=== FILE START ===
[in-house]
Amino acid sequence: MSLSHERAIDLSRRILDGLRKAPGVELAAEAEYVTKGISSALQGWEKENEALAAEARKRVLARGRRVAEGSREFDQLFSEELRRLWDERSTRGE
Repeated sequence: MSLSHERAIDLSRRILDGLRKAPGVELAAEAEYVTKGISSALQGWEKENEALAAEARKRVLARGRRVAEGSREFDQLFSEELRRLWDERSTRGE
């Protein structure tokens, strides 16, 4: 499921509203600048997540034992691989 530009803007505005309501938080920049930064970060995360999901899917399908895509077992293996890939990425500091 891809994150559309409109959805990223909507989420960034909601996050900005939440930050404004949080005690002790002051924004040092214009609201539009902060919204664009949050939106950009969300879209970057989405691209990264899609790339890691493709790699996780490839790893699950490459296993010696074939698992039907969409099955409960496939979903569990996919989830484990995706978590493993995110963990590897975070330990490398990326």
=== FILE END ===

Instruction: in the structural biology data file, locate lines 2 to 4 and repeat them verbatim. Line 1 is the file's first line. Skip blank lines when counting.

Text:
Amino acid sequence: MSLSHERAIDLSRRILDGLRKAPGVELAAEAEYVTKGISSALQGWEKENEALAAEARKRVLARGRRVAEGSREFDQLFSEELRRLWDERSTRGE
Repeated sequence: MSLSHERAIDLSRRILDGLRKAPGVELAAEAEYVTKGISSALQGWEKENEALAAEARKRVLARGRRVAEGSREFDQLFSEELRRLWDERSTRGE
């Protein structure tokens, strides 16, 4: 499921509203600048997540034992691989 530009803007505005309501938080920049930064970060995360999901899917399908895509077992293996890939990425500091 891809994150559309409109959805990223909507989420960034909601996050900005939440930050404004949080005690002790002051924004040092214009609201539009902060919204664009949050939106950009969300879209970057989405691209990264899609790339890691493709790699996780490839790893699950490459296993010696074939698992039907969409099955409960496939979903569990996919989830484990995706978590493993995110963990590897975070330990490398990326």